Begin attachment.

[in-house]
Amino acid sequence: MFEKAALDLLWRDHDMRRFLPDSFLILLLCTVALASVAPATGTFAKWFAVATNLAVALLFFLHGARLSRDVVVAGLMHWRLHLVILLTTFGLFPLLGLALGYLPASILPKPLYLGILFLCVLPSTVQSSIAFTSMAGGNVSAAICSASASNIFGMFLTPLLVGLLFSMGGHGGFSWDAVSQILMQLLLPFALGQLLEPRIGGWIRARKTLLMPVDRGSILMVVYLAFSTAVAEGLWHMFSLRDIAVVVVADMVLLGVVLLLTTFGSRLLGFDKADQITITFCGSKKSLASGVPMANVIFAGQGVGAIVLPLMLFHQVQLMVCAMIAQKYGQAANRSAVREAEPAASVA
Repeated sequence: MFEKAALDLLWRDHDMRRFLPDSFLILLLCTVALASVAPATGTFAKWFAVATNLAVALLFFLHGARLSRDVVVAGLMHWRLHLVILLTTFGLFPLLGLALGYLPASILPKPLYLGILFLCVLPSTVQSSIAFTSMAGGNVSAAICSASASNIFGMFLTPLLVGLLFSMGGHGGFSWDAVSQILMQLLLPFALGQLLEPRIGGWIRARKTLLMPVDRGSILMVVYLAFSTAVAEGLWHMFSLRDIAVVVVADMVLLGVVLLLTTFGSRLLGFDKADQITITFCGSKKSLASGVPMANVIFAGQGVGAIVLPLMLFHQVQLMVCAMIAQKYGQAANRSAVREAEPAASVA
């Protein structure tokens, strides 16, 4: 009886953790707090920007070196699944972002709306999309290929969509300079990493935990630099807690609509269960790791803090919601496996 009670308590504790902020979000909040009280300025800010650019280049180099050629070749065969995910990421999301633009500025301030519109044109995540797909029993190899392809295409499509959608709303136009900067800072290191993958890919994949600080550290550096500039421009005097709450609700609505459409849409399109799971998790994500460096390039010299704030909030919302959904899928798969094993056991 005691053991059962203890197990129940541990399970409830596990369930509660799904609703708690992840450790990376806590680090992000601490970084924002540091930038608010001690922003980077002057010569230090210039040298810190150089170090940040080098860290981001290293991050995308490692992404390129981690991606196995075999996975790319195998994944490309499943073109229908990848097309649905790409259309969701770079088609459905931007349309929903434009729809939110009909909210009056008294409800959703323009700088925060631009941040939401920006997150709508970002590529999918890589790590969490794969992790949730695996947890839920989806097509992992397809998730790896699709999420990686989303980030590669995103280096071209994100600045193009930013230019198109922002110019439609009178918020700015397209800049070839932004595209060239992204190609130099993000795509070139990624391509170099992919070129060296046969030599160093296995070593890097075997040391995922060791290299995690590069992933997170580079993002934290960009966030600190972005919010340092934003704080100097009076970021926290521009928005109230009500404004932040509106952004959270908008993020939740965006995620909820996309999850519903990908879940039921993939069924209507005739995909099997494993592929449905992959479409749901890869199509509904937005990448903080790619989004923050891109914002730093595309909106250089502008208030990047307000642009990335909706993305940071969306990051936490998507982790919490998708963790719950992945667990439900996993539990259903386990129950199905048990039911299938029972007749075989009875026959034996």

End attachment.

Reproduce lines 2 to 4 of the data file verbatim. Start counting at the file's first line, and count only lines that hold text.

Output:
Amino acid sequence: MFEKAALDLLWRDHDMRRFLPDSFLILLLCTVALASVAPATGTFAKWFAVATNLAVALLFFLHGARLSRDVVVAGLMHWRLHLVILLTTFGLFPLLGLALGYLPASILPKPLYLGILFLCVLPSTVQSSIAFTSMAGGNVSAAICSASASNIFGMFLTPLLVGLLFSMGGHGGFSWDAVSQILMQLLLPFALGQLLEPRIGGWIRARKTLLMPVDRGSILMVVYLAFSTAVAEGLWHMFSLRDIAVVVVADMVLLGVVLLLTTFGSRLLGFDKADQITITFCGSKKSLASGVPMANVIFAGQGVGAIVLPLMLFHQVQLMVCAMIAQKYGQAANRSAVREAEPAASVA
Repeated sequence: MFEKAALDLLWRDHDMRRFLPDSFLILLLCTVALASVAPATGTFAKWFAVATNLAVALLFFLHGARLSRDVVVAGLMHWRLHLVILLTTFGLFPLLGLALGYLPASILPKPLYLGILFLCVLPSTVQSSIAFTSMAGGNVSAAICSASASNIFGMFLTPLLVGLLFSMGGHGGFSWDAVSQILMQLLLPFALGQLLEPRIGGWIRARKTLLMPVDRGSILMVVYLAFSTAVAEGLWHMFSLRDIAVVVVADMVLLGVVLLLTTFGSRLLGFDKADQITITFCGSKKSLASGVPMANVIFAGQGVGAIVLPLMLFHQVQLMVCAMIAQKYGQAANRSAVREAEPAASVA
């Protein structure tokens, strides 16, 4: 009886953790707090920007070196699944972002709306999309290929969509300079990493935990630099807690609509269960790791803090919601496996 009670308590504790902020979000909040009280300025800010650019280049180099050629070749065969995910990421999301633009500025301030519109044109995540797909029993190899392809295409499509959608709303136009900067800072290191993958890919994949600080550290550096500039421009005097709450609700609505459409849409399109799971998790994500460096390039010299704030909030919302959904899928798969094993056991 005691053991059962203890197990129940541990399970409830596990369930509660799904609703708690992840450790990376806590680090992000601490970084924002540091930038608010001690922003980077002057010569230090210039040298810190150089170090940040080098860290981001290293991050995308490692992404390129981690991606196995075999996975790319195998994944490309499943073109229908990848097309649905790409259309969701770079088609459905931007349309929903434009729809939110009909909210009056008294409800959703323009700088925060631009941040939401920006997150709508970002590529999918890589790590969490794969992790949730695996947890839920989806097509992992397809998730790896699709999420990686989303980030590669995103280096071209994100600045193009930013230019198109922002110019439609009178918020700015397209800049070839932004595209060239992204190609130099993000795509070139990624391509170099992919070129060296046969030599160093296995070593890097075997040391995922060791290299995690590069992933997170580079993002934290960009966030600190972005919010340092934003704080100097009076970021926290521009928005109230009500404004932040509106952004959270908008993020939740965006995620909820996309999850519903990908879940039921993939069924209507005739995909099997494993592929449905992959479409749901890869199509509904937005990448903080790619989004923050891109914002730093595309909106250089502008208030990047307000642009990335909706993305940071969306990051936490998507982790919490998708963790719950992945667990439900996993539990259903386990129950199905048990039911299938029972007749075989009875026959034996």